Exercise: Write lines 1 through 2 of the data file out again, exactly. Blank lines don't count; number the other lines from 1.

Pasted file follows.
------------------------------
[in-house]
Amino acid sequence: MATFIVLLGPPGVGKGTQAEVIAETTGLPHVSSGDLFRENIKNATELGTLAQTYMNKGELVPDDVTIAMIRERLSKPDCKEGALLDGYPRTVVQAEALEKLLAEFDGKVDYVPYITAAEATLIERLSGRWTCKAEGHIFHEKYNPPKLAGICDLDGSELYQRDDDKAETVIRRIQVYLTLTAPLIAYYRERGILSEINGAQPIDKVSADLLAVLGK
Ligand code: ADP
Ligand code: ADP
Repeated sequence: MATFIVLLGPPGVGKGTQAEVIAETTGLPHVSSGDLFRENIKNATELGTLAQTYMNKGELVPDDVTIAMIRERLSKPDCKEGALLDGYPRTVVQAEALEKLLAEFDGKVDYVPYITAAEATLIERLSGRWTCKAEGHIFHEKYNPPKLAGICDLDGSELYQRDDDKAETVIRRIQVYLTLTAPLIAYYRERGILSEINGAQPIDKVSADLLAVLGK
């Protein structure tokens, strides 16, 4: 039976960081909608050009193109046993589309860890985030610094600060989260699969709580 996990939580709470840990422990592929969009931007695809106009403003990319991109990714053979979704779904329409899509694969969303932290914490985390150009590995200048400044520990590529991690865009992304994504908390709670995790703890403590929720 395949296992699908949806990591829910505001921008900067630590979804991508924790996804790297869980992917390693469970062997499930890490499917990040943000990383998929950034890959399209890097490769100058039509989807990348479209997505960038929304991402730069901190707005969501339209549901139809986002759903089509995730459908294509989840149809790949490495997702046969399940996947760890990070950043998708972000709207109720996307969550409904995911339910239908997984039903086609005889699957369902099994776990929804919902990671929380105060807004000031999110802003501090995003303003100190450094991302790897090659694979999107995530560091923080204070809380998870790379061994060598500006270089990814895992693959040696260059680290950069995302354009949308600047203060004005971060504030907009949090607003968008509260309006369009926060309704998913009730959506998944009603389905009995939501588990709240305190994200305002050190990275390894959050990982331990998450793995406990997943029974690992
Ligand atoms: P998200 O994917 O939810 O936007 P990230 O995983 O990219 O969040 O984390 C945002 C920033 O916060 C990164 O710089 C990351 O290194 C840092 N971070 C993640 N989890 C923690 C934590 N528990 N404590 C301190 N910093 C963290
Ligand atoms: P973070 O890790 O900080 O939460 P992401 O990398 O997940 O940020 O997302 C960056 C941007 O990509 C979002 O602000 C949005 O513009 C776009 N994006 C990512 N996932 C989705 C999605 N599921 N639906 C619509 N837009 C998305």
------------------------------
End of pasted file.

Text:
[in-house]
Amino acid sequence: MATFIVLLGPPGVGKGTQAEVIAETTGLPHVSSGDLFRENIKNATELGTLAQTYMNKGELVPDDVTIAMIRERLSKPDCKEGALLDGYPRTVVQAEALEKLLAEFDGKVDYVPYITAAEATLIERLSGRWTCKAEGHIFHEKYNPPKLAGICDLDGSELYQRDDDKAETVIRRIQVYLTLTAPLIAYYRERGILSEINGAQPIDKVSADLLAVLGK